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Density and relative frequency effects on competitive interactions and resource use in pea-barley intercrops

Hauggaard-Nielsen, Henrik; Andersen, Mette Klindt; Joernsgaard, Bjarne and Jensen, Erik Steen (2005) Density and relative frequency effects on competitive interactions and resource use in pea-barley intercrops. Field Crops Research, 95 (2-3), pp. 256-267.

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Summary

Intercropping advantages may be influenced by both plant density and relative frequency of the intercrop components. In a field study barley (Hordeum vulgare L.) and pea (Pisum sativum L.) were sole cropped and intercropped at three densities, corresponding to i) half of the recommended, ii) the recommended and iii) twice the recommended plant density. Two intercrops combinations were included holding 1/3pea+2/3barley and 2/3pea+1/3barley relative to the sole crop densities employed.
For three growth intervals within the whole growing period, the relative performance and interactions between the two crops were assessed using the Relative Efficiency Index (REIc). The relative performance of the two species varied over the growing season and was influenced by plant density and relative frequency of pea and barley. Barley came off to a better start whereas pea was in general more growth efficient once the initial growth phases had been passed. This reversal in relative growth efficiency along with the observation that early barley dominance did not appear to suppress pea growth indicates that differences in phenology played a role in shaping the prevailing dynamics.
Whereas increasing plant density had a clear positive effect on the growth of pea, the growth of the initially stronger barley component of the intercrops responded quite differently. From being unaffected by changes in density at the middle of the growth season the effects of increasing plant density became severe at the end of the growing period, biomass yields falling with increased plant density. Calculations of the competitive ratio of barley relative to pea (CRBP) for the growth season as a whole, showed that barley was most competitive at low and recommended plant density (CRBP>1) whereas at high density the pea crop became the competitively superior component of the intercrops (CRBP<1). Changes in the relative frequency of barley in the intercrops affected its competitive impact on pea, competitive strength increasing with decreasing relative frequency of barley.
Using the Land Equivalent Ratio (LER) as a measure of resource complementarity we found that the LER ratios calculated on the basis of final biomass yields (from 0.9 to 1.2), expressed resource complementarity in almost all studied intercrops. However the degree of resource complementarity attained was not directly affected by changes in plant density or relative frequency.
When intercropping pea with barely at low and recommended density the pea increased its reliance on atmospheric nitrogen fixation compared to the pea sole crop, throughout the growth period, implying that the barley crop competed strongly for soil nitrogen. At high plant density barley crop growth was clearly suppressed by the end of the growing period and was thereby unable to push intercropped pea to increase nitrogen fixation. With respect to soil nitrogen uptake there were no effect of plant density but a strong effect of the relative frequency of pea in the intercrop, the greater the proportion the lower the uptake.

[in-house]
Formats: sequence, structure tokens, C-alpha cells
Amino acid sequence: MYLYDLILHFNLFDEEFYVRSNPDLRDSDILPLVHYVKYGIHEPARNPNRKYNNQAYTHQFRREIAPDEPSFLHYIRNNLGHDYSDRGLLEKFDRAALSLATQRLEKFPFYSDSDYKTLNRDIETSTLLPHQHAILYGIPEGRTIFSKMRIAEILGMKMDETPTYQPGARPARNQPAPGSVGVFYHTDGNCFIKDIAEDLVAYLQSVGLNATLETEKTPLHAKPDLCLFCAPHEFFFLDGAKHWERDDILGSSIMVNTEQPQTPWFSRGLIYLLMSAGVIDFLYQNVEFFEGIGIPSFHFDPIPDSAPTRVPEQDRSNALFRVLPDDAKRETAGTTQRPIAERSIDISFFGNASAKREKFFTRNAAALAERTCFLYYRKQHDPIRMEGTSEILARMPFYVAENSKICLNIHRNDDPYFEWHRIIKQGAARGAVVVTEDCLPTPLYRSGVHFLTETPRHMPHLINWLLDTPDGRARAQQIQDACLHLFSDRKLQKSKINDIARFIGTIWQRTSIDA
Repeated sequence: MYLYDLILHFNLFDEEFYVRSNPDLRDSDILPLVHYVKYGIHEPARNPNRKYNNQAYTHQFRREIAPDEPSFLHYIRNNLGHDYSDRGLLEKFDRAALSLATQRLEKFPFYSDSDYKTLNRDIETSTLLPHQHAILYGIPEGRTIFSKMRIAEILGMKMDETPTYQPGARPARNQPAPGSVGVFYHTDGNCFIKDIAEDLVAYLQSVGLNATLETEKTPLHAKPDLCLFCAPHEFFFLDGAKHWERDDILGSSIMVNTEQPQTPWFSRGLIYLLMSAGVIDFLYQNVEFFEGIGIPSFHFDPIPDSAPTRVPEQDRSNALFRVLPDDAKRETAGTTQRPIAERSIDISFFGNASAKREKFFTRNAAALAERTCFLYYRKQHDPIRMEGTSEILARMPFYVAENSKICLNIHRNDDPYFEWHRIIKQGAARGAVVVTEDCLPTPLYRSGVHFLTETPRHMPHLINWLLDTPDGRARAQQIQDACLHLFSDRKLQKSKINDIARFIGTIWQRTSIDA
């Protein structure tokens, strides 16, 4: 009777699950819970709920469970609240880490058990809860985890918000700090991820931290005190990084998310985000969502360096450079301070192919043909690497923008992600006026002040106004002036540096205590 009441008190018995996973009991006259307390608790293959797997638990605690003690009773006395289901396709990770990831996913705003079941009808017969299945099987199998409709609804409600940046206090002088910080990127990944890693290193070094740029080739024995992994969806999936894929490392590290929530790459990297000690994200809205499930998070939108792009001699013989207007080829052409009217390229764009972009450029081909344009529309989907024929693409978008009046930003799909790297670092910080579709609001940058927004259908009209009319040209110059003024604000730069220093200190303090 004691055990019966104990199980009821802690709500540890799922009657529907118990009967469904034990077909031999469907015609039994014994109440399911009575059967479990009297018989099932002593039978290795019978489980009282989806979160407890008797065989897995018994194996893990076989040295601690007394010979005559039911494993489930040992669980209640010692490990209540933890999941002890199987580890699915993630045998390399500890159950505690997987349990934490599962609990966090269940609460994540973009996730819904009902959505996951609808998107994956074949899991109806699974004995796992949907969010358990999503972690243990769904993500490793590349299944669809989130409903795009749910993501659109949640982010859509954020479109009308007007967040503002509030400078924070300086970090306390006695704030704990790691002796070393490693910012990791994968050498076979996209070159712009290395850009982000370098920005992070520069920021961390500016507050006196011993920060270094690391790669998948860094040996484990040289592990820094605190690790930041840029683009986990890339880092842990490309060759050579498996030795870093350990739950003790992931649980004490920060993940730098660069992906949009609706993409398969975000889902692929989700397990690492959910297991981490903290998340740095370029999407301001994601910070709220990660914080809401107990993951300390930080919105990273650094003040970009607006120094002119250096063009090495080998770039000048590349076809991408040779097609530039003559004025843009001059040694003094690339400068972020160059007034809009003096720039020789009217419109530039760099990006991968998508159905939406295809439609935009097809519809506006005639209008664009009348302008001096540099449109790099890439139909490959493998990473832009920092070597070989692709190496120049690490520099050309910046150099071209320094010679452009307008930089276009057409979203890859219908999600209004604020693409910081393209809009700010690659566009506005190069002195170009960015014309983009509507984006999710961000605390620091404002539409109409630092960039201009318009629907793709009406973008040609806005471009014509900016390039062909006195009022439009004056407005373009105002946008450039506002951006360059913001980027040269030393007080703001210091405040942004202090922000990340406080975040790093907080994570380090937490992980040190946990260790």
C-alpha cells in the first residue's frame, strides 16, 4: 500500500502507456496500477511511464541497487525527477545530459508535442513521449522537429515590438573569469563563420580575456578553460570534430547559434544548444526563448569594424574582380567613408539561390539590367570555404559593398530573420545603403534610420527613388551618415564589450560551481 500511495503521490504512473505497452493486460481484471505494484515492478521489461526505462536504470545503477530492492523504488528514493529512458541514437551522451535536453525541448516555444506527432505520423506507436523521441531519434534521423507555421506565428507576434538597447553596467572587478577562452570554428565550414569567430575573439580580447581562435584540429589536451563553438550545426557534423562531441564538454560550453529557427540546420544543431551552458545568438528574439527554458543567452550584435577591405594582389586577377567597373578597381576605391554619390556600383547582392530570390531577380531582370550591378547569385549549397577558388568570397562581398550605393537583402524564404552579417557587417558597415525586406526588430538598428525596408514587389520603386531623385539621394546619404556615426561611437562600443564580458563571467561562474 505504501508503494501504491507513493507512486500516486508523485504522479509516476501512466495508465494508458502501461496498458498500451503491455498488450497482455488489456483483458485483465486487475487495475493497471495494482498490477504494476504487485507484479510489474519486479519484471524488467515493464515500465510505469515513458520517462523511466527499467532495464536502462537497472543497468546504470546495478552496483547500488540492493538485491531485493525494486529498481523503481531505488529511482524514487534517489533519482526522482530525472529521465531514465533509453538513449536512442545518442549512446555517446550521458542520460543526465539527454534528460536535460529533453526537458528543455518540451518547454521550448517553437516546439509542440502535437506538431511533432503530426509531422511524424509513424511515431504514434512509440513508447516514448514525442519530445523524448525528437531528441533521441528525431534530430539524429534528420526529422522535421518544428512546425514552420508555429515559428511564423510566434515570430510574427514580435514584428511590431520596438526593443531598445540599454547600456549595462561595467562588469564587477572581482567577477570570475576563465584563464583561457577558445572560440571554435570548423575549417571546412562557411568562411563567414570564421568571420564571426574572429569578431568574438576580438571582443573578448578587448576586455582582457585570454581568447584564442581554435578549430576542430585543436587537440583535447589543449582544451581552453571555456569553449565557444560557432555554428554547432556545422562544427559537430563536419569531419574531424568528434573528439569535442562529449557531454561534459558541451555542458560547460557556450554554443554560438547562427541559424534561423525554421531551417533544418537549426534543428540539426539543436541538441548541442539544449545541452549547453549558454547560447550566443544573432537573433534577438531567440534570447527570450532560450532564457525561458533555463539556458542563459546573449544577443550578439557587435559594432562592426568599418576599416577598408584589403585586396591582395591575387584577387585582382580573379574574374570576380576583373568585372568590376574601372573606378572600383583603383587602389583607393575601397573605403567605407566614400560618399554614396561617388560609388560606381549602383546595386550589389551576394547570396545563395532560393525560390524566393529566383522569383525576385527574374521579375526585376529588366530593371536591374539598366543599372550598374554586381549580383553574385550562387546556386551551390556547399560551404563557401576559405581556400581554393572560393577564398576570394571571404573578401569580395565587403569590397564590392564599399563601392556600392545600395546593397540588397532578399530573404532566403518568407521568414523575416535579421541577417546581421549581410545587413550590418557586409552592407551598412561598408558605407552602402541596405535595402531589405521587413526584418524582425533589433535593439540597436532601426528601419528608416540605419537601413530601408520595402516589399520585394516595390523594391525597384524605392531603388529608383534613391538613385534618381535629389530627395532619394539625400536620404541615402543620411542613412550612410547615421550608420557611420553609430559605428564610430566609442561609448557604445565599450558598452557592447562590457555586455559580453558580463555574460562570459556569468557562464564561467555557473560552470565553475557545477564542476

Changes in the competitive strength of the pea and barley crop over the growing season had a marked effect on the proportion of pea in the final grain yields of the intercrops. At low and recommended density the proportions of pea and barley in the final grain yield was not markedly different from the expected 1/3pea:2/3barley and 2/3pea:1/3barley proportions sown, however at high density the suppression of barley strongly increased the proportion of pea in the final grain yield.
With the exception of the barley sole crop weed, infestation levels decreased as density was raised, the suppressing effect of density was clearly stronger the greater the frequency of pea in the crop. Early germination, rapid initial growth and tillering ability are seen as likely explanations of the greater competitive strength of barley towards weeds.
From the present study we conclude that the added value of including sequential harvest when studying interspecies dynamics was well worthwhile, giving valuable information on interspecies dynamics that would have been hidden had we chosen to evaluate the outcome of the study on the basis of data from one final harvest. We found that the relative performance of the pea and barley crops varied over time and were clearly affected by changes in plant density and relative frequency. This points at the potential of employing density and relative crop frequency as “regulators” when specific intercrop objectives such as increased competitiveness towards weeds or specific grain yield composition are wanted.


EPrint Type:Journal paper
Keywords:Competition dynamics, Hordeum vulgare, intercropping, nitrogen use, Pisum sativum, weeds, yield
Subjects: Crop husbandry > Crop combinations and interactions
Research affiliation: Denmark > DARCOF II (2000-2005) > I. 5 (GENESIS) Production of grain legumes and cereals for animal feed
Related Links:http://www.sciencedirect.com/science/journal/03784290
Deposited By: Hauggaard-Nielsen, Senior Scientist, phD, Cand. agro Henrik
ID Code:4053
Deposited On:09 Dec 2004
Last Modified:02 Aug 2012 09:49
Document Language:English
Status:Published
Refereed:Peer-reviewed and accepted

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